Canon recommends that the printer should always be switched off with the Power button before it is unplugged from the mains. This ‘parks’ the print head safely so it won’t dry out and cause the inks to clog.

      Aside from the differences in ink tanks, the most significant difference between the Pro-100 and its predecessor from a photographer’s viewpoint, is that the new printer provides support for ICC profiles. This enables users to print on third-party papers and also use paper profiles created with devices like the X-Rite ColorMunki.

      Out-of-the-box ICC profile support is provided for relevant Canon Papers as well as more than 48 other media from leading manufacturers such as Ilford, Hahnemuhle, Canson and Moab.

      The built-in Wireless LAN support enables wireless  printing from iOS and Android devices like smart-phones and tablets. Direct printing from digital cameras is supported via the standard USB-based PictBridge technology.

      The Pro-100’s ink tanks are the same size as those in the Pro9000 Mark II and the print head uses the same FINE (Full-photolithography Inkjet Nozzle Engineering) technology to deliver 4800 x 2400  dpi print resolution. The 3pl ink droplets are marginally larger than the 2pl droplets produced by the Pro9000 Mark II, but the difference isn’t enough to be noticeable. While the Pro9000 Mark II claims a slightly higher output speed than the Pro-100, we found the new printer to be faster in practice, particularly for monochrome printing (see the Performance section below).

      The Optimum Image Generating System introduced in the Pixma Pro-1 has been ported across to the Pro-100. It analyses the photo colour and calculates the optimum ink combination and volume of ink droplets, and how they are deposited on the paper to enhance colour reproduction and tonal gradations and ensure uniform glossiness in each print, regardless of the printing mode and media type.

      The new PRO mode analyses the colour gamut and adjusts the colours to deliver prints that should match the image as seen on the screen, simplifying workflow. In practice, the match was pretty close. This software is very useful for those who want quality prints and colour accuracy, but don’t necessarily have the colour management knowhow.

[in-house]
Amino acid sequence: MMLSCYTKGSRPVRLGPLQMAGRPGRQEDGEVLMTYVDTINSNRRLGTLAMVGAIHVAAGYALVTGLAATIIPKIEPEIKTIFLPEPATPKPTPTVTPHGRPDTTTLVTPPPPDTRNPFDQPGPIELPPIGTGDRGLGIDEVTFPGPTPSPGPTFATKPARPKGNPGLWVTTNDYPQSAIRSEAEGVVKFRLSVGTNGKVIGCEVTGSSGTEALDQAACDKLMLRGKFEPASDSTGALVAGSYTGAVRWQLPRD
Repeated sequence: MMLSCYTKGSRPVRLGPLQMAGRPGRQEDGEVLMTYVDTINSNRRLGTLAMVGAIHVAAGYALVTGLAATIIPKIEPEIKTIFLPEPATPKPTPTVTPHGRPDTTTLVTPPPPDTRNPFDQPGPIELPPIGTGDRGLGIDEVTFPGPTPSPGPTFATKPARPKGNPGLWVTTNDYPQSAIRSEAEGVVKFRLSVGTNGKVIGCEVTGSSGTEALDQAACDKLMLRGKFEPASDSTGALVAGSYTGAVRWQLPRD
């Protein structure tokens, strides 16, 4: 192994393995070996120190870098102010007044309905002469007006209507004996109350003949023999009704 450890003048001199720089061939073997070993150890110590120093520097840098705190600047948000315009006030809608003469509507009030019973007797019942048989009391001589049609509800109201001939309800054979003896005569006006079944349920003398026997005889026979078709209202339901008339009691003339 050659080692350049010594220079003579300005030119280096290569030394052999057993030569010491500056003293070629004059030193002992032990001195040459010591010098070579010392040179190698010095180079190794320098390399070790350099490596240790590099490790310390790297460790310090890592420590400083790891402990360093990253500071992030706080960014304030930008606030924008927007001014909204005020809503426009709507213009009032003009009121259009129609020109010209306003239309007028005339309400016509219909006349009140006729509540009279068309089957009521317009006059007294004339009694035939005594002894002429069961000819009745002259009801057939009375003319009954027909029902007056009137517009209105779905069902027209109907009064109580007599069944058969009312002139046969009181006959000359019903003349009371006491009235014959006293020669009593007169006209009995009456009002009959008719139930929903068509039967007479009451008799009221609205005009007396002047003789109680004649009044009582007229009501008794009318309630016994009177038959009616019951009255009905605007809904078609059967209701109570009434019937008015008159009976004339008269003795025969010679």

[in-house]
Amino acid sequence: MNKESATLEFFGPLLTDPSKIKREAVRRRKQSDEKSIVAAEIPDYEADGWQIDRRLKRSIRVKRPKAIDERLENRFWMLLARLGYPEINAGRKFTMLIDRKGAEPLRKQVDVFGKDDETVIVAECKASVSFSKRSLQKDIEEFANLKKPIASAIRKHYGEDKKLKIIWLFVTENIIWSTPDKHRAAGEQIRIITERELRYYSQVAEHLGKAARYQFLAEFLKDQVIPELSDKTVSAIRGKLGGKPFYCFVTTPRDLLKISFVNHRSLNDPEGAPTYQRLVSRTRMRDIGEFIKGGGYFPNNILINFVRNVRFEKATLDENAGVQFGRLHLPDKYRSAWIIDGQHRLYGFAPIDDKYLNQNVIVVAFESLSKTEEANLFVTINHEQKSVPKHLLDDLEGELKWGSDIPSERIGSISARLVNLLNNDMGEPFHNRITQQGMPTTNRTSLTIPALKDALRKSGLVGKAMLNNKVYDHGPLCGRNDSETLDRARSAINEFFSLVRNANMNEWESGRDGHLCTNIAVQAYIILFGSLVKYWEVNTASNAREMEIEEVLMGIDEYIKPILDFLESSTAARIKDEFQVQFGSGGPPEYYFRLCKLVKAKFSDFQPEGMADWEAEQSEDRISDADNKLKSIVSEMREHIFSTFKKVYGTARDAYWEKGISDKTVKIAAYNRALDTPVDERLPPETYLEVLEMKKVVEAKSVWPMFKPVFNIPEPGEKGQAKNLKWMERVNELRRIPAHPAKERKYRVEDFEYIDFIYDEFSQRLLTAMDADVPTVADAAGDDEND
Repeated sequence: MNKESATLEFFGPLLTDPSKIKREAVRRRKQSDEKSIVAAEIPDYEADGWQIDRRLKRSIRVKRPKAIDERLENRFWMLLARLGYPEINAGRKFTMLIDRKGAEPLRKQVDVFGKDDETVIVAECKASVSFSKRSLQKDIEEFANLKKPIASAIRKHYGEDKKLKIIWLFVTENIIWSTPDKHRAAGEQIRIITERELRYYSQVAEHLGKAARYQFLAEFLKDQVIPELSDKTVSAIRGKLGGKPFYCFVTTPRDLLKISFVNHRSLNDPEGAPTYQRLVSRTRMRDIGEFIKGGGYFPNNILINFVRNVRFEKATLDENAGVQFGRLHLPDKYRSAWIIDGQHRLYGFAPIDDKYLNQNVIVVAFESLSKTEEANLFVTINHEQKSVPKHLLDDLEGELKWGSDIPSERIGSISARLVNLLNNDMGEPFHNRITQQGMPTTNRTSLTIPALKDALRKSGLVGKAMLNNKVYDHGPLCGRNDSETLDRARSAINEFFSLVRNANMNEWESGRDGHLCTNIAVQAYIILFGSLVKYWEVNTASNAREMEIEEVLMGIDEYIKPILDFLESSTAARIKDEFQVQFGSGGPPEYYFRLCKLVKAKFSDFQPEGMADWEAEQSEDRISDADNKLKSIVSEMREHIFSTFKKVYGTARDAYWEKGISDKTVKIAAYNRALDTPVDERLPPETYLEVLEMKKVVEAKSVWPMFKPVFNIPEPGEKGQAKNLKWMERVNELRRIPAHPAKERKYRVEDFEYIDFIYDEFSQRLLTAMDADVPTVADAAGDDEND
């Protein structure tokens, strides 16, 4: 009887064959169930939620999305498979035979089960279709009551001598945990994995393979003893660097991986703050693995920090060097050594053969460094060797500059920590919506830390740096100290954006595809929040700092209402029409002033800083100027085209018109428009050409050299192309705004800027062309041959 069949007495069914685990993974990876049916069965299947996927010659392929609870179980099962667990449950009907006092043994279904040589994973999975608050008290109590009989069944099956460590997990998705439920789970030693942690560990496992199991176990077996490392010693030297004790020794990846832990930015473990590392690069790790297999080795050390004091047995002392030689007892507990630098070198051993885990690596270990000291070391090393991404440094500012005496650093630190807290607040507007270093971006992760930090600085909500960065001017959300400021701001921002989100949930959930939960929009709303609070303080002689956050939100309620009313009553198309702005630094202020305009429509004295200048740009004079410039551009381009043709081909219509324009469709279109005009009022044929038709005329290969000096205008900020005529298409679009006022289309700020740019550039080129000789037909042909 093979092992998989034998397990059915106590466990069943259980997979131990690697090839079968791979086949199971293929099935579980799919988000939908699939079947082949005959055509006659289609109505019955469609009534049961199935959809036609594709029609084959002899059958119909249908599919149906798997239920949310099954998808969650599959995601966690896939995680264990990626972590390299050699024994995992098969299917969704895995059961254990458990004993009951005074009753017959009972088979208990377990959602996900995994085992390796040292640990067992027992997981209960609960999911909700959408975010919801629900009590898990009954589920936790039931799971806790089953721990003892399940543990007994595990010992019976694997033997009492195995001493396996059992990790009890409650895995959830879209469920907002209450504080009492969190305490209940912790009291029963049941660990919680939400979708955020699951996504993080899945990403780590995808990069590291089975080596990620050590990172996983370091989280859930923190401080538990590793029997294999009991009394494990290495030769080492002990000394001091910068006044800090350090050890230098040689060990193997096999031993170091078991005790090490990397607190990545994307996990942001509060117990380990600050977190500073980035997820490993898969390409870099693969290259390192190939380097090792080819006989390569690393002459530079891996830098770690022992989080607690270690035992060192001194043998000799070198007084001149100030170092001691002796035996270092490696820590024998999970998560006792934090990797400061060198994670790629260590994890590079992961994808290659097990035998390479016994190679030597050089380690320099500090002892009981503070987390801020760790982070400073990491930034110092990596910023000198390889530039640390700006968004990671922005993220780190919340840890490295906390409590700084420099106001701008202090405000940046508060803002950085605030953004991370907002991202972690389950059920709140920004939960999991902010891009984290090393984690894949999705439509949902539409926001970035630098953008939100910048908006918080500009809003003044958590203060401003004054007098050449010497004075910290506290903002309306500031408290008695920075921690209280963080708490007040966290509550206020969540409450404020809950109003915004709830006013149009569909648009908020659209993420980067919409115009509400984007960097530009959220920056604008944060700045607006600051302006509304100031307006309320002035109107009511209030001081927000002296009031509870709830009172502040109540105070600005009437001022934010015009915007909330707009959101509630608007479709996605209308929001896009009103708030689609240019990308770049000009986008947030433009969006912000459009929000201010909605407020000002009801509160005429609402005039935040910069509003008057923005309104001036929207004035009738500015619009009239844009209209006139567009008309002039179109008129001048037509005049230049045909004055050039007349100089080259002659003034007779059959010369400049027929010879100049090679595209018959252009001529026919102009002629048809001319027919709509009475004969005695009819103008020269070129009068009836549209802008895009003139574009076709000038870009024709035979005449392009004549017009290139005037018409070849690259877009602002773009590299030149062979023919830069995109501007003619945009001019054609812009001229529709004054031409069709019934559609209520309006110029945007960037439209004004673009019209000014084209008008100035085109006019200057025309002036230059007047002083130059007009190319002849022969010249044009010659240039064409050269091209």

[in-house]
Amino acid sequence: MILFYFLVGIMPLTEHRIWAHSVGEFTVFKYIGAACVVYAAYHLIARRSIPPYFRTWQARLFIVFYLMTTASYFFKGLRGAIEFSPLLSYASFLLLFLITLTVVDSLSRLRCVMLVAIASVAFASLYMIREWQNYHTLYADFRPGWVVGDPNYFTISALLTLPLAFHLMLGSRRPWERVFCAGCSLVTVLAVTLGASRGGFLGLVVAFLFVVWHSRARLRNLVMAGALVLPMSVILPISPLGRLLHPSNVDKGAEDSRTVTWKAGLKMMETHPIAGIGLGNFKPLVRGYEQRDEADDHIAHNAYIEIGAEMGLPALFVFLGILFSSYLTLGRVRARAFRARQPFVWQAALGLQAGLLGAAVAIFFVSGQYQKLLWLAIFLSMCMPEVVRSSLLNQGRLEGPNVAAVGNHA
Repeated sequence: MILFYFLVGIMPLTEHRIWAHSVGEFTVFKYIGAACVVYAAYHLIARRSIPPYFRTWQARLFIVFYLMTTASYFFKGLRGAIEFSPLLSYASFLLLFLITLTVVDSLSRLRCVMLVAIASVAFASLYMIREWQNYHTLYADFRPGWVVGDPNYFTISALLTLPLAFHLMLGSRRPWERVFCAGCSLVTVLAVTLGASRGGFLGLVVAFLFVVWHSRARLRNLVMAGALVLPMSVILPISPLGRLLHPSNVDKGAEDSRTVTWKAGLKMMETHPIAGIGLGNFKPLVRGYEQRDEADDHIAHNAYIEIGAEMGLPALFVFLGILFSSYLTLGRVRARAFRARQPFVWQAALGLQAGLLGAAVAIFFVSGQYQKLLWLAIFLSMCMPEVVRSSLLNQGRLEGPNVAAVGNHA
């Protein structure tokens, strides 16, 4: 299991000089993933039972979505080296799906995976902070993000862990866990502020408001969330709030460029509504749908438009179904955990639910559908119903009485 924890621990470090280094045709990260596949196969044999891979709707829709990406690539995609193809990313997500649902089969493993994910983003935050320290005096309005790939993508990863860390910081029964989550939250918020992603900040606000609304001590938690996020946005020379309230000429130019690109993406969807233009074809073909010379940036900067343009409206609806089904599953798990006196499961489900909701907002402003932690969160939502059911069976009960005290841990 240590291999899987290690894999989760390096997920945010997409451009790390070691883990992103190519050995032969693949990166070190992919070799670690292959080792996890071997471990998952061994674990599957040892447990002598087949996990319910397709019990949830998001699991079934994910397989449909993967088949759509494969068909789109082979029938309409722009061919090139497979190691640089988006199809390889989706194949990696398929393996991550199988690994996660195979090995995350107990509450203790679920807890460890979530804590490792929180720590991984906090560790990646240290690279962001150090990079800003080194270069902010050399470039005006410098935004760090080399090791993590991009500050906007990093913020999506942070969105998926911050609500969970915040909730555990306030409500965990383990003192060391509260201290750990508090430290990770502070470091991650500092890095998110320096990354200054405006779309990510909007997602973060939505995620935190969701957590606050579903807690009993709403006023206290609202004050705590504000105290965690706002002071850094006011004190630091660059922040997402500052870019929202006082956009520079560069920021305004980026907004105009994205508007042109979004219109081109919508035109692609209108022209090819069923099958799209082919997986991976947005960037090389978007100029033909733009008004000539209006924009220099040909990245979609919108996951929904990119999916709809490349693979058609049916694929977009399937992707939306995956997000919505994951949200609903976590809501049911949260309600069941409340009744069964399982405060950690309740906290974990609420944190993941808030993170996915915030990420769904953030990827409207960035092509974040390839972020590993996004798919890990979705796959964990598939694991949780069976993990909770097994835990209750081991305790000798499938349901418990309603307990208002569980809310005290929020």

The software bundle is different from the Pro-1’s and contains fewer applications.  It takes approximately 15 minutes to complete the installation and the printer must be connected to your computer and switched on.

      As well as the printer driver and on-screen manual, the disk contains the following programs: My Printer, My Image Garden, Quick Menu, Print Studio Pro, Adobe RGB (1998), Easy-WebPrint EX and XPS driver. My Printer lets you access the normal set-up and maintenance settings, much as you would through the normal driver interface.

      My Image Garden indexes photos on your computer automatically and they presents them in what it decides is an ‘optimal layout’. Face detection is used to group photos of the same subjects together.

      My Image Garden includes a Print Your Daysapp that makes it easy to print Facebook photos. A Full HD Movie Print function lets you print frames from MOV and MP4 video clips. Filter effects like Toy Camera, Soft Focus, Blur Background, Miniature and Fish Eye are also available.


      The Quick Menu display showing all the available functions.

      Quick Menu is a bit like the earlier Canon Navigator. It occupies the lower right corner of your monitor and has an Image Display window that provides a slideshow of  things you can do with the installed software. If you don’t want it, you can collapse it down to a single, relatively unobtrusive icon and remove the displayed image by clicking on arrows and crosses in the displays.

      Easy-WebPrint EX makes it easy to print web pages. It’s the same application as we covered in our review of the PIXMA Pro-1.

      Print Studio Pro is a new plug-in that claims to work with all versions of Canon’s Digital Photo Professional from version 2.1 on as well as Adobe Photoshop CS, Photoshop Elements and Photoshop Lightroom. It’s usable if you have any of the following programs:

      – Adobe Photoshop CS4/CS5/CS5.1

      – Adobe Photoshop Elements 8/9/10

      – Adobe Photoshop Lightroom 2.7/3

      – Digital Photo Professional Ver.3.12 or later

      Unfortunately, the latest versions of the Adobe applications aren’t supported. Having to keep our Adobe software up-to-date in order to be able to use the latest version of Adobe Camera Raw for camera testing, we could not use Print Studio Pro. It’s difficult to understand why Canon didn’t support the latest versions in a printer that was announced in September 2012 but not actually released until a few months later. The latest versions of Photoshop Lightroom and Photoshop were released in March and May 2012 respectively, with Photoshop Elements at the beginning of September.